Radical Son is a courageous and truthful self-examination. The confession part is fascinating, but the reader also gets a broad history of the radical movement and, within it, one radical's harrowing journey from belief to apostasy.
It IS entertaining, thoroughly. We get nasty inside dirt on leaders & criminals he got close to: Huey Newton, Eldridge Cleaver, Abbie Hoffman and others. He explains how his former friend, Tom Hayden, had direct ties to Viet Cong leaders, how a Soviet spy once awkwardly bribed him, and the heartbreaking story of his friend who was tortured & murdered by her employer, the Black Panthers, after he had recommended her for the job.
After growing up watching the hippie revolution told on TV and in Time Magazine, and eventually seeing the 60s radicals advance to positions of highest powers on Earth, I now get to learn the unguarded truth from someone who was inside the movement.
I am grateful to David Horowitz for telling us his story (he has suffered for betraying the Left).
I love the narration by Jonathon Marosz(?). Expressive and sturdy but never "too much" -- so you don't tire of him. I listened through twice.
(Jeff Riggenbach, who narrates the other version of this title, I find intolerable.)
Well, a new author but he's got the style & characters down pretty well -- I would never have suspected.
But: elsewhere on Audible I noticed "The Spook's Destiny," which according to the sample audio is the same book as "Rage of the Fallen" but without the credit to the coauthor. The really bad news is that it has a NEW NARRATOR (no longer Christopher Evan Welch). If Welch is not the reader, then count me out.
But thanks for a good run of eight or so books.
I enjoyed the entire series but none more than "The Revenge of the Witch." (The others are sequels.) "Revenge" has the cleverest plot and the most emotion; a real warmth about it. While all may not agree with me on that, most will agree that this book is the one to read first. It opens the series and introduces the main characters, gradually letting you get to discover their mysteries along with Thomas; especially the Spook, Alice, and mam. Great fun, and you don't have to be 13...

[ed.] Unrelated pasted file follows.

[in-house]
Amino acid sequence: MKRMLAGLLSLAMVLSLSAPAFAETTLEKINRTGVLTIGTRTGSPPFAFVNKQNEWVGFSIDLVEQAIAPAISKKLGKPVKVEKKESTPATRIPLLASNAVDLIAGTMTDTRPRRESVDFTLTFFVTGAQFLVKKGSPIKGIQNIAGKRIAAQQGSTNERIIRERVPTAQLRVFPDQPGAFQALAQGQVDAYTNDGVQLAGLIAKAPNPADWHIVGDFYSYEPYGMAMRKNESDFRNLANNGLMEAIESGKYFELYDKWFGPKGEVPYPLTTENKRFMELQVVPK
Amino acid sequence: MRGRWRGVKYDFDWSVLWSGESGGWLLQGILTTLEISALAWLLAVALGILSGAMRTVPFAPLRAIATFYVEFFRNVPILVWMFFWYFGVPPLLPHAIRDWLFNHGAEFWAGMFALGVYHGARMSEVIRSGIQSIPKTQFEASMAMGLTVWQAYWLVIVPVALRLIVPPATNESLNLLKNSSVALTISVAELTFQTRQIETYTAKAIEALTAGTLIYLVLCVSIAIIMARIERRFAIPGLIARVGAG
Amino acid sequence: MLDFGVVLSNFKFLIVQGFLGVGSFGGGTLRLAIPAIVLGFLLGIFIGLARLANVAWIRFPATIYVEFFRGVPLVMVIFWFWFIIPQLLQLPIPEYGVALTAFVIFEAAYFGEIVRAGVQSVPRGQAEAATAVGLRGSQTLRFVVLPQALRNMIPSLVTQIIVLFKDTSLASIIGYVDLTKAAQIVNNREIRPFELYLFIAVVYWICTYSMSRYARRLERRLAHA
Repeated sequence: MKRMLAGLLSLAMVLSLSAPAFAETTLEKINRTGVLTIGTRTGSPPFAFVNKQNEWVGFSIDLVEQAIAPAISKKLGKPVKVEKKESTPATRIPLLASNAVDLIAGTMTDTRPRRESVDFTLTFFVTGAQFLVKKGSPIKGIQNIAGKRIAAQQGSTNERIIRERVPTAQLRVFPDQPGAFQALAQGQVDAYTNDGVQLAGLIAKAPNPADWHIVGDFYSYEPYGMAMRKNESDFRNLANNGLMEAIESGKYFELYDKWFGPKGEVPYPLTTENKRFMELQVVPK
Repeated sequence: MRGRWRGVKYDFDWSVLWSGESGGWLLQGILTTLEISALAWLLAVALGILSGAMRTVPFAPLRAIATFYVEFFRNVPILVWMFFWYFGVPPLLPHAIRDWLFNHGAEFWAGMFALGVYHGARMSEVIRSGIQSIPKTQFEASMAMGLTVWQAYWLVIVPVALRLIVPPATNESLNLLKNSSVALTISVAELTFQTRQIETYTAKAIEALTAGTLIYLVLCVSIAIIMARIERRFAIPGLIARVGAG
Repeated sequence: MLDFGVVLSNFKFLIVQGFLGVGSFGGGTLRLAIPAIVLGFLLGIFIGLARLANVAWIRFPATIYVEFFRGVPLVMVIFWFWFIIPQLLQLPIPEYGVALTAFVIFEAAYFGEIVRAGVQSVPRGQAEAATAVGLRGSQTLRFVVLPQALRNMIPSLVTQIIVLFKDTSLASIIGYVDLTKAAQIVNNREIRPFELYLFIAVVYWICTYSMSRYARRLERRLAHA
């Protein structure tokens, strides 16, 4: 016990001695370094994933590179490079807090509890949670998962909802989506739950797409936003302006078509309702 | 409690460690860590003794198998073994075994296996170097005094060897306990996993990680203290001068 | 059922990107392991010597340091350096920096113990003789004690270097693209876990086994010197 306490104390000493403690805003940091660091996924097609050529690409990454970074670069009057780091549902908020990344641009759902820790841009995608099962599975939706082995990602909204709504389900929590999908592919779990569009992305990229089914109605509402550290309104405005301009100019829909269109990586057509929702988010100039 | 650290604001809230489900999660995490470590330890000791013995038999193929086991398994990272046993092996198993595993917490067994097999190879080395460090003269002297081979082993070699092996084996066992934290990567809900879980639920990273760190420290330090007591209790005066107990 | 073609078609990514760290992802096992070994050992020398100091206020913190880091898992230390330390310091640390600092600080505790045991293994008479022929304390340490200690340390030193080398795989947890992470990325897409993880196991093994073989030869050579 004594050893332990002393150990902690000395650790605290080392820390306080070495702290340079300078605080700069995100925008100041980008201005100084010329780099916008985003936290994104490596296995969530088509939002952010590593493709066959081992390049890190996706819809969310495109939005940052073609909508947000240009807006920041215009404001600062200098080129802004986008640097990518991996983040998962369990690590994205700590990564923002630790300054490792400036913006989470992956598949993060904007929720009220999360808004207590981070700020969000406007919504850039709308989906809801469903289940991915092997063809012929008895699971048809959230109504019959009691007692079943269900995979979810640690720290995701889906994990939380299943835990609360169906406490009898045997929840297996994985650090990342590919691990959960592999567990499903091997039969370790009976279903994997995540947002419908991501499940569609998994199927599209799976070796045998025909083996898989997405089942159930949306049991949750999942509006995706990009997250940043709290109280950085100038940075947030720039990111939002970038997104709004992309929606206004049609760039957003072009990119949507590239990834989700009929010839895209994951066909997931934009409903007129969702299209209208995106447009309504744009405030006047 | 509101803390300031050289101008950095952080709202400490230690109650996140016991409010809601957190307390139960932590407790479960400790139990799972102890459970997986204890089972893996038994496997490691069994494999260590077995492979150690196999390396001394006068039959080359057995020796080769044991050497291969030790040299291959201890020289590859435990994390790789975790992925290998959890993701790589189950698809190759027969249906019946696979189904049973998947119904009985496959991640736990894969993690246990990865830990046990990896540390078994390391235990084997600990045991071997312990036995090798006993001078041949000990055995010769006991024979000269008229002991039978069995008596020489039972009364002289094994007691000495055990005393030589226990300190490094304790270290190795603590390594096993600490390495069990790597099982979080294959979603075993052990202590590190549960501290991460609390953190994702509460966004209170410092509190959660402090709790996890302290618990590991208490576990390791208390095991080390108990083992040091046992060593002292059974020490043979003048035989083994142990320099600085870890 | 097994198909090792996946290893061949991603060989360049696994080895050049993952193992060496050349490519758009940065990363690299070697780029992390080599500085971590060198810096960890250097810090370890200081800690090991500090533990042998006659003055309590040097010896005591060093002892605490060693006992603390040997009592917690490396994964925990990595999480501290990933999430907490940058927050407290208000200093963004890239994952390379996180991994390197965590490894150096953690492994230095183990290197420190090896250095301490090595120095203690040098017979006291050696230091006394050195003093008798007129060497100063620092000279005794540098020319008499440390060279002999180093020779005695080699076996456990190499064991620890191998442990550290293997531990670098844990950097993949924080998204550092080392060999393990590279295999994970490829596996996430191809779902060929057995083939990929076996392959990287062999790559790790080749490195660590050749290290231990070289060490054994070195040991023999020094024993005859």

Marvelous performance by the narrator.
I've been hesitant to write a review of "The Witch's Boy" for fear of not doing it justice. What the heck, my superlatives, for what they're worth: This is a great book, a beautiful book, and I believe that one day it will be considered an important book. The story is engrossing, at once fantastic and believable. Believable partly because one wants it to be true, and partly because the tale is so elegantly, poignantly, wittily told. But mostly, it's believable because of Michael Gruber's vividly human personalities who drive the story.
I love this book.
Denis O'Hare makes the book better than even it is. His voices are humorous & creative (I -- like the rest of us around here -- am picky about readers). Here the term "performer" is most suitable. His accent and reading of Bagordax's lines alone is worth the listen.
Great book by Levin and a learning experience for me that I am grateful for.
However, I'm through with Jeff Riggenbach and I will not listen to him again. It's a shame for me since he narrates so many titles that interest me.
He mispronounces Mark Levin's name. Even worse, he mispronounces David Souter's last name. How can you read a book about the Supreme Court and not be aware of the current justice's?
I had long suspected that this reader really doesn't know what he is reading; that he merely pronounces sounds (meaningless-to-him) with dramatic enthusiasm. This ignorance of David Souter makes the case. No more Riggenbach for me.
Blackstone: please send Mr. Riggenbach to another section of your library -- give him material that he can understand.
This book re-wired my brain. The author's open sympathy for the confederate cause is backed by rational arguments and historic facts that the public schools in the north didn't impart to me. Crocker is fair to the Northern heros, too, giving credit where it's due.
The narration is excellent, couldn't turn it off.
Annie Wauters, the reader, over-dramatizes events and over-characterizes voices. Must she lower her voice to a grating rasp to depict Roger Chillingsworth, or raise it to a squeeky falsetto for Pearl? A tiresome listen.
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